OUTCOMES MEASUREMENT IN PSYCHIATRY

Outcomes measurement in psychiatry: a critical review of outcomes measurement in psychiatric research and practice

Background

Outcomes are measured to establish what works, in the context of evaluative research, and to improve the quality of care that is offered. Traditional outcomes focus upon biomedical endpoints, but there is an increased interest in patient based outcomes, which measure the impact of illness or healthcare interventions on the individual and how they live their day-to-day life. There are reasons to expect that the application of patient based outcomes would be especially relevant to the discipline of psychiatry. The aim of this project was to critically review the process of outcomes measurement in the field of psychiatric research and practice.

Findings

An outcomes movement has emerged in healthcare, which can be understood in social, political and economic terms. Outcomes measurement in psychiatric research is dominated by the measurement of psychiatric symptoms, with little reference to patient based measures. Practicing UK psychiatrists rarely measure outcomes. There are substantial practical and attitudinal barriers to the use of outcomes instruments in NHS mental health services. There is little evidence to support the potential for routine outcomes measures to improve the quality of mental healthcare.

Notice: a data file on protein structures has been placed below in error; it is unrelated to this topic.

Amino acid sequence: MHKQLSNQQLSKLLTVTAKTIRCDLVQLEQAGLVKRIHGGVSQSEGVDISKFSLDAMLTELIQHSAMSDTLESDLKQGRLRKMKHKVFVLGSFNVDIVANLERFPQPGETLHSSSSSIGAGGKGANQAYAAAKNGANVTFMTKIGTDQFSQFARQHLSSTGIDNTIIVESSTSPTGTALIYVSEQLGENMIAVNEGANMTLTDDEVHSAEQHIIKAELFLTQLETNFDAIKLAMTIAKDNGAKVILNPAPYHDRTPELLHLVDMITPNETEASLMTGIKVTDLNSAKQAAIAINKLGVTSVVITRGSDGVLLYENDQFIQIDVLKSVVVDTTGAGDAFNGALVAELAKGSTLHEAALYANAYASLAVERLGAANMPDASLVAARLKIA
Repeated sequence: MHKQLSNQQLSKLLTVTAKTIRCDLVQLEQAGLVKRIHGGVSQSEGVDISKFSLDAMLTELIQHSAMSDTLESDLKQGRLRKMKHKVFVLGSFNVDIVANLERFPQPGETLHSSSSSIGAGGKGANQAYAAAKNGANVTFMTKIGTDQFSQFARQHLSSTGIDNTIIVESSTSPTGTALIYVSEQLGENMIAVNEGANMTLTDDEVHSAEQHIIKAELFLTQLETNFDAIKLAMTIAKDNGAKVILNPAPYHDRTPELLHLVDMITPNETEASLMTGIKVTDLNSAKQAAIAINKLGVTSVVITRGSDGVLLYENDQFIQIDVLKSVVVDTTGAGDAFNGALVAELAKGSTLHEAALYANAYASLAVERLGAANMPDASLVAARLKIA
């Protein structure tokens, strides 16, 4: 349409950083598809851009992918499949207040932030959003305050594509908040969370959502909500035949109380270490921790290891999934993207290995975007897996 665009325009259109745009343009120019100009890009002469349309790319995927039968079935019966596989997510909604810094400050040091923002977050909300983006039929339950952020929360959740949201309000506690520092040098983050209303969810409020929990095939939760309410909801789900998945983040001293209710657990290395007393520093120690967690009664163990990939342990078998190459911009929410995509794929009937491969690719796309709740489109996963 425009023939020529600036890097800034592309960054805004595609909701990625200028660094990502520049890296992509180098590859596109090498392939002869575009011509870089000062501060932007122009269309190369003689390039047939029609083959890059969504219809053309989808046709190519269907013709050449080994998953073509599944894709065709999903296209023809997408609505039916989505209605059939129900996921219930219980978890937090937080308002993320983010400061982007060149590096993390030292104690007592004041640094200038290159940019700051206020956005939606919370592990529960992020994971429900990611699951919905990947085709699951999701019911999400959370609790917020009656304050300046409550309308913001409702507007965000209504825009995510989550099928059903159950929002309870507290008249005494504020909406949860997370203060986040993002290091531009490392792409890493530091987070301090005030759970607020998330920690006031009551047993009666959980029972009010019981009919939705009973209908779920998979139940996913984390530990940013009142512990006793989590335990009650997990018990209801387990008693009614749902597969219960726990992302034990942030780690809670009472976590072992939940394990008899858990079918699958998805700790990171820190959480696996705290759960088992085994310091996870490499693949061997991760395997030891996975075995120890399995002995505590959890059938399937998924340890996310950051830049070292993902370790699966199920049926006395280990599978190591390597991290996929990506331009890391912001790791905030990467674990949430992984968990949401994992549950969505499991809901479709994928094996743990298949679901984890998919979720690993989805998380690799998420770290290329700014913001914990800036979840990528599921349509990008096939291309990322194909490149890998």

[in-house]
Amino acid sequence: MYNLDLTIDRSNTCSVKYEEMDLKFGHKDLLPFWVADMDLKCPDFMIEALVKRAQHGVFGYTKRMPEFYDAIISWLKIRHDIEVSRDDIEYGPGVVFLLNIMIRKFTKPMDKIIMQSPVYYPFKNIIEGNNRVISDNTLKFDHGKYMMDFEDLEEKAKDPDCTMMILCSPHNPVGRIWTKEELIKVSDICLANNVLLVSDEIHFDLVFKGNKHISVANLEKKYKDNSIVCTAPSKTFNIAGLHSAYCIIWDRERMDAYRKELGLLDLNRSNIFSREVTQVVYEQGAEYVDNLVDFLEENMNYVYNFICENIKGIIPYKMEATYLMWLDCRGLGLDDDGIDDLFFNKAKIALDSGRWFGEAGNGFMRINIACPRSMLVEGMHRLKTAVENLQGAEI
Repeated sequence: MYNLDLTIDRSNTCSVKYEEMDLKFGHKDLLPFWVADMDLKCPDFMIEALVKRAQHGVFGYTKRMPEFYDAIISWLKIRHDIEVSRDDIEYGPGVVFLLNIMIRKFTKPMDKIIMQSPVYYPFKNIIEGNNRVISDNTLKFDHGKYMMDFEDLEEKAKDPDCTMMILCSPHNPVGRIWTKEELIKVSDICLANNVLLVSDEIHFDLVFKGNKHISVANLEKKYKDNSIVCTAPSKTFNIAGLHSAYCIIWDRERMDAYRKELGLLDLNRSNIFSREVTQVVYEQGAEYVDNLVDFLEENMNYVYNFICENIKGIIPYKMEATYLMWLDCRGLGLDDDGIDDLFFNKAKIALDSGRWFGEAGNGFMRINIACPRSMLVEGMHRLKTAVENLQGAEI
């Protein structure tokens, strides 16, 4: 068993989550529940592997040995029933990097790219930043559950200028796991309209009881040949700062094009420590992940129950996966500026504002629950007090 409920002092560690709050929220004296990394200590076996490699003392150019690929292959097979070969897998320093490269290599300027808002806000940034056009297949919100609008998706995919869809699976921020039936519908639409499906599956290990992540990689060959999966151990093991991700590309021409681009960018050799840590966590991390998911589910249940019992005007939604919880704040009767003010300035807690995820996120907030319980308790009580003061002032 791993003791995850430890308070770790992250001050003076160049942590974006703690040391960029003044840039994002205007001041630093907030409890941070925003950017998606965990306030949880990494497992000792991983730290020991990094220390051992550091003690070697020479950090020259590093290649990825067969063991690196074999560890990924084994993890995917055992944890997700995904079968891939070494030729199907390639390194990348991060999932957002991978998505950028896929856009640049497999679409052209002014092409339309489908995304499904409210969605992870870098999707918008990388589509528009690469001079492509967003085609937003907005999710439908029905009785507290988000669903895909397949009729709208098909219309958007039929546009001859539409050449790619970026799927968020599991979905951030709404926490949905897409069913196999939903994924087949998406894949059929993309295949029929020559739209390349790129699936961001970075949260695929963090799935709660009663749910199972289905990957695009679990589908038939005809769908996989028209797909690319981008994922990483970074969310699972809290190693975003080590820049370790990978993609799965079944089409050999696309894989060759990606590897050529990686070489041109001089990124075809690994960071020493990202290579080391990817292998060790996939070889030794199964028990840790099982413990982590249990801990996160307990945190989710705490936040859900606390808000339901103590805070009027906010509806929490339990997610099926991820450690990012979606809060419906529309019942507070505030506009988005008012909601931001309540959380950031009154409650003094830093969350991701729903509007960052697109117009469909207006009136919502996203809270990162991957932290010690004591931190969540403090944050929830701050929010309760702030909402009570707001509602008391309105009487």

Conducted by: Simon Gilbody1, Allan O House1, Trevor A Sheldon2

1. Academic Unit of Psychiatry, University of Leeds; 2. Department of Health Sciences, University of York

Publications

Centre for Reviews and Dissemination. Outcomes measurement in psychiatry: a critical review of outcomes measurement in psychiatric research and practice. CRD Report 24. York: University of York. 2003

Funding

Commissioned by the Medical Research Council, as part of a Fellowship in Health Research